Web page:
How Immigrant Businesses Contribute to Place-Making and Community Development

Plaza-Midwood neighborhood on Central Avenue in Charlotte, North Carolina. Photo by James Willamor.

Plaza-Midwood neighborhood on Central Avenue in Charlotte, North Carolina. Photo by James Willamor.

Like many metropolitan areas in the U.S. South, Charlotte, North Carolina has grown rapidly over the past two decades. As the Charlotte Observer Editorial Board recently remarked, “Charlotte, for centuries a Southern town of black and white, has grown overnight into a global city of many hues.” This expansion includes one of the fastest growth rates for a place’s foreign-born population found anywhere in the United States—the case for many places across the South. Such demographic change led some observers to dub Charlotte a new immigrant gateway metro area, a Hispanic “hypergrowth” metro area, and a “globalizing” city. Throughout this period of change, Charlotte has had its ups and downs as an immigrant receiving community. Despite manifestations of various warm and cool receptivity in Charlotte, some local leaders expressed warmer receptivity to newcomers by declaring Charlotte a “welcoming city” in 2013, ushering in a new process to encourage greater immigrant and refugee integration.

In 2013, one in ten residents in the Charlotte-Gastonia-Rock Hill metropolitan statistical area were foreign-born (10.1 percent). Meanwhile, immigrants play an outsize role in local business. 16.3 percent of business owners in the Charlotte metro area in 2013 were foreign-born, yet one-third (32.6 percent) of “Main Street” business owners were foreign-born. That statistic should pique the interest of local community and neighborhood leaders as well as urban planners. “Main Street” businesses, according to a recent report from Americas Society/Council of the Americas, are the shops and services that form the backbone of neighborhoods around the country, businesses that fall into three sectors: retail, accommodation and food services, and neighborhood services. These are the types of businesses that typically contribute to the vibrancy of neighborhoods.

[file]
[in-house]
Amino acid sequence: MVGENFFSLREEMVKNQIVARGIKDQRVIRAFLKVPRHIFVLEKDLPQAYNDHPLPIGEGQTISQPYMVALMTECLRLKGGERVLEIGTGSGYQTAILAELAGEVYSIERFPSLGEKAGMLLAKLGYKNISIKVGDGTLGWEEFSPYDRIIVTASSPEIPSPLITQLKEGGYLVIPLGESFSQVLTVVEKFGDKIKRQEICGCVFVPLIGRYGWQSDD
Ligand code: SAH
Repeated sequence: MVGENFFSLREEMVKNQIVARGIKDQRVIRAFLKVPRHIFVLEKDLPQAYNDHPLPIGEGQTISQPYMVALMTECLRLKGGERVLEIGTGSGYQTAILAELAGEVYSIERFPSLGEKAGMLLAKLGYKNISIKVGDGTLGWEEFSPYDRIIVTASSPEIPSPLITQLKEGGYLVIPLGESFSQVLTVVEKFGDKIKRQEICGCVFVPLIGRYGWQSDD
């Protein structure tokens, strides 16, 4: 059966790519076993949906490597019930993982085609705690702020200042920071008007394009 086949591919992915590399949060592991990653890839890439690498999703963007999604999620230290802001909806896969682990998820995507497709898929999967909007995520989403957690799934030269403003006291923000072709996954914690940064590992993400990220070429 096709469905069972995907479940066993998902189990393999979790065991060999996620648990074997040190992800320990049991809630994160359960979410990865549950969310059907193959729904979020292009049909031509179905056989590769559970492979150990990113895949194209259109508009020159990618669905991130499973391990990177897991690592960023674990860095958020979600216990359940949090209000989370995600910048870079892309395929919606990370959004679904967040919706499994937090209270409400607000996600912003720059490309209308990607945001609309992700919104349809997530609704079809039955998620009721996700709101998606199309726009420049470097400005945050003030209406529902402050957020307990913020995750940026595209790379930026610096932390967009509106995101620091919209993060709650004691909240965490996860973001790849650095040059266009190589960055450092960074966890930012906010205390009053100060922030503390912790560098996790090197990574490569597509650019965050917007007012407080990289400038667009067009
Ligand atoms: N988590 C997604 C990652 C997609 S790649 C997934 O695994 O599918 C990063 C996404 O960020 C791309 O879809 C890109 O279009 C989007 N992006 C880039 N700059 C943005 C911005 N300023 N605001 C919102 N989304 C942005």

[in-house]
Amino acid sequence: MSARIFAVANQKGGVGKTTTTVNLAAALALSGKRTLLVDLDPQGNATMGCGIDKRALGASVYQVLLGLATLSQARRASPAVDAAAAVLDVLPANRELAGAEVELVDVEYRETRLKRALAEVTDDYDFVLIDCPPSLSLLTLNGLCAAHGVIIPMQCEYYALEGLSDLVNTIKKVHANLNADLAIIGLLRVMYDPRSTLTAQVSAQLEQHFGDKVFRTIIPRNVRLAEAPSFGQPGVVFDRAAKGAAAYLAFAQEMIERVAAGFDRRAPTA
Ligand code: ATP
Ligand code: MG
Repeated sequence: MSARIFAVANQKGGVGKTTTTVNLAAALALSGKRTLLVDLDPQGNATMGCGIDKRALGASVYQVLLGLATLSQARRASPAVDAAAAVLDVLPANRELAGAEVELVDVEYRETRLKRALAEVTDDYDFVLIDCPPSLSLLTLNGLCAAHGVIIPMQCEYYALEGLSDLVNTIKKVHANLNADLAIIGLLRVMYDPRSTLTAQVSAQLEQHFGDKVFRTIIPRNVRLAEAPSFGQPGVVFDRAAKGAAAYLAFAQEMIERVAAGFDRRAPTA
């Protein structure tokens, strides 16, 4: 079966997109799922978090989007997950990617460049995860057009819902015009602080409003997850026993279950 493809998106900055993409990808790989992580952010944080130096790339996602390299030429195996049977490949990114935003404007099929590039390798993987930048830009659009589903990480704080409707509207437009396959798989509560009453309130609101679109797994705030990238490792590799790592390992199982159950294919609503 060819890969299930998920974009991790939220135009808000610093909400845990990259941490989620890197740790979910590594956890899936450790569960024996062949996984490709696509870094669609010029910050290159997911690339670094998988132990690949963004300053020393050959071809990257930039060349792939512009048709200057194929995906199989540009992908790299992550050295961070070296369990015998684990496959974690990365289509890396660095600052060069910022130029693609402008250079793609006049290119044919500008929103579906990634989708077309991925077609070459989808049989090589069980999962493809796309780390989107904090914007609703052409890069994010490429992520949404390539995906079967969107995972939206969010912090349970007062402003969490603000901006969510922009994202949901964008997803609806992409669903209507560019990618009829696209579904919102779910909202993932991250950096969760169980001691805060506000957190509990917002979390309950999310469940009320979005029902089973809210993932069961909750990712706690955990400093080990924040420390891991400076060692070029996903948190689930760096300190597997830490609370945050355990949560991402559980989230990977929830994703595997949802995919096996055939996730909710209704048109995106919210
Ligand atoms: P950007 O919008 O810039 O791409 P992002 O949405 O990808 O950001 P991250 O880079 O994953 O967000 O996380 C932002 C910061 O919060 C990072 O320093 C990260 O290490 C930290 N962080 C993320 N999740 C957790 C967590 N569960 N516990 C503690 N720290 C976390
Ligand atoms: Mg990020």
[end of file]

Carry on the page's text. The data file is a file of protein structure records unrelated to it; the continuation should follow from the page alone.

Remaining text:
As it turns out, a new study published recently in the Journal of Cultural Geography—“Immigrant Businesses, Place-Making, and Community Development: A Case from an Emerging Immigrant Gateway”—by geographers Johanna Claire Schuch and Qingfang Wang of the University of North Carolina at Charlotte—explores “Main Street” immigrant business contributions to place-making and community development in Charlotte. The study finds that “immigrant businesses have transformed deteriorating and abandoned street fronts into vibrant and well-frequented urban environments conducive for further development.”

Focusing on Charlotte’s Central Avenue business corridor, which stretches east from Uptown Charlotte through older streetcar-era and other middle-ring suburbs, Schuch and Wang explore five dimensions of “place-making” (the active engagement of humans with the places they inhabit): physical, social, cultural, economic, and political. They observe that “the vibrancy and upward development trend of this area relative to other corridors most likely resulted from the impacts of immigrant businesses.” As such, “immigrant business corridors can act as centers for economic, social and cultural activities.” In the case of Charlotte’s Central Avenue business corridor, while business owners may have been hesitant to become involved with local politics, they worked together with community organizations and local law enforcement to decrease crime and attract outside visitors.

Processes of neighborhood change are multifaceted and complex, as this study also confirms. “In this process, promoting neighborhood development and revitalization are unlikely to be the main goal of individual business owners,” the authors describe. However, because of the agglomeration of these businesses along Central Avenue and the economic, social, and cultural roles they play in the neighborhood, they are able to collectively have a broader impact in the area. “In this sense,” Schuch and Wang explain, “promotion and development of immigrant business can be used as a planning tool in community development.” In new immigrant destinations in particular—including places in the U.S. South like Charlotte, Atlanta, Birmingham, Nashville, and elsewhere—“immigrant businesses can work as the local focal points, and their owners can act as community leaders by working with planning commissions, thereby potentially improving understanding and building trust between foreign- and native-born populations.” These actions form one component in the broader process of creating more receptive, welcoming, and inclusive places. “In today’s cities,” the authors observe, “the need to build bridges between different groups and neighborhoods is great, and immigrant businesses can help facilitate this.”